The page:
Turning Over An Old Leaf: Contemporary Palm Leaf Work In South And Southeast Asia

 

Exhibition Run Dates :: October 25, 2019 – January, 19, 2020

Curators :: Mary Austin and Betsy Davids

Location ::  San Francisco Center for the Book, 375 Rhode Island Street, San Francisco

 

     

(gallery visitors at the opening reception, October 25, 2019)             (curators Mary Austin and Betsy Davids speak at the opening reception)

About the exhibition :: 

In many South and Southeast Asian cultures, before printing, most books were palm leaf manuscripts: dried palm leaves, each leaf trimmed, incised and inked by hand, strung on a cord and stacked between wood covers to make a single copy of a book. Now that printed editions have replaced most of the earlier functions of palm leaf manuscripts, the traditional arts of palm leaf survive on different cultural and economic terms. This exhibition shows examples of work by contemporary palm leaf artists across five countries.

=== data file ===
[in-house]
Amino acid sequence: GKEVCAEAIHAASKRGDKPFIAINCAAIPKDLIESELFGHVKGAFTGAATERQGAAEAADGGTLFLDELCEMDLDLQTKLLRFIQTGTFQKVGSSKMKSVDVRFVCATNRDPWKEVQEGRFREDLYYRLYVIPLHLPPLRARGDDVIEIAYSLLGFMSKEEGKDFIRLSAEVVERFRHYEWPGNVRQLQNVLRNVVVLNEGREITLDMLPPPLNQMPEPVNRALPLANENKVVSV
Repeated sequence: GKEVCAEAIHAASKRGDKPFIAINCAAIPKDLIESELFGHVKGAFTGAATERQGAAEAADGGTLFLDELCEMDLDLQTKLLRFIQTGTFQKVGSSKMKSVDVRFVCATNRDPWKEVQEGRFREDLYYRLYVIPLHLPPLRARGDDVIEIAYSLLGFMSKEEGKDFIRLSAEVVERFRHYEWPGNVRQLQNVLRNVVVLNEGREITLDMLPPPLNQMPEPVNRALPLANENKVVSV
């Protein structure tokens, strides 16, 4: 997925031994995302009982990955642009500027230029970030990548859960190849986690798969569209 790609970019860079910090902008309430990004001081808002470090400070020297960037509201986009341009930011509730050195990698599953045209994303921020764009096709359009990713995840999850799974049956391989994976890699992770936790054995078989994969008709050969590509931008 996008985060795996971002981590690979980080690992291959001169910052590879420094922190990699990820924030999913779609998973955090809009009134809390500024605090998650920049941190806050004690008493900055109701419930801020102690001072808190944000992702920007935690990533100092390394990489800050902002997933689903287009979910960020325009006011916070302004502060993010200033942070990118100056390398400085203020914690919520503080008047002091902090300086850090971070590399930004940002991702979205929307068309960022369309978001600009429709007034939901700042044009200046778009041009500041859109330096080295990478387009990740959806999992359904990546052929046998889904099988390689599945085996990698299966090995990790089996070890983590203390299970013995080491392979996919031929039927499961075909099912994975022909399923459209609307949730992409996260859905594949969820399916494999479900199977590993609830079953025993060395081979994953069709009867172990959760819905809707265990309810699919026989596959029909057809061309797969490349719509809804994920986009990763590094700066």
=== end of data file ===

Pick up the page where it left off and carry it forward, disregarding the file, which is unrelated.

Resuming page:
Betsy Davids and Mary Austin joined forces in 2015 to share and expand what we had each learned in India and Bali about palm leaf manuscripts and artwork both old and new. Return visits to Odisha, India deepened our familiarity with that impressive example of evolving a vibrant art form and building a viable present-day village economy on the strength of its arts. During visits to Sri Lanka and Thailand, we were heartened to find that ongoing Buddhist monastic teaching practices still keep in living memory the traditional knowledge of how to make palm leaf manuscripts of Buddhist texts. One university in Sri Lanka (the University of Kelaniya) and one in Thailand (Chiang Mai Rajabhat University) have established Palm Leaf Studies centers to support the whole range of activities necessary to maintain the heritage: scholarly work, conservation, digitization. The village community as a generative context for artmaking came to our attention again in Burma, where artists from the village of Ywar Ma, near Lake Inle, engrave themed sequences of Buddhist and astrological images on a distinctive stitched structure of palm leaves in covers of characteristically Burmese carved wood or molded resin, for purchase at temples and pagodas frequented by pilgrims and tourists. In urban Burma, the former capital city Mandalay showed us something that had eluded us elsewhere: a robust surviving practice of producing birth horoscopes on palm leaf, once common all over the region, now mostly supplanted by digital printouts. Palm leaf inscribing is thriving throughout Bali as an art for the tourist trade as well as a way to teach the next generation how to write and love palm leaf books. A growing community of young artists in the north of Bali are exploring the traditions of palm leaf inscription as an integral practice in their art.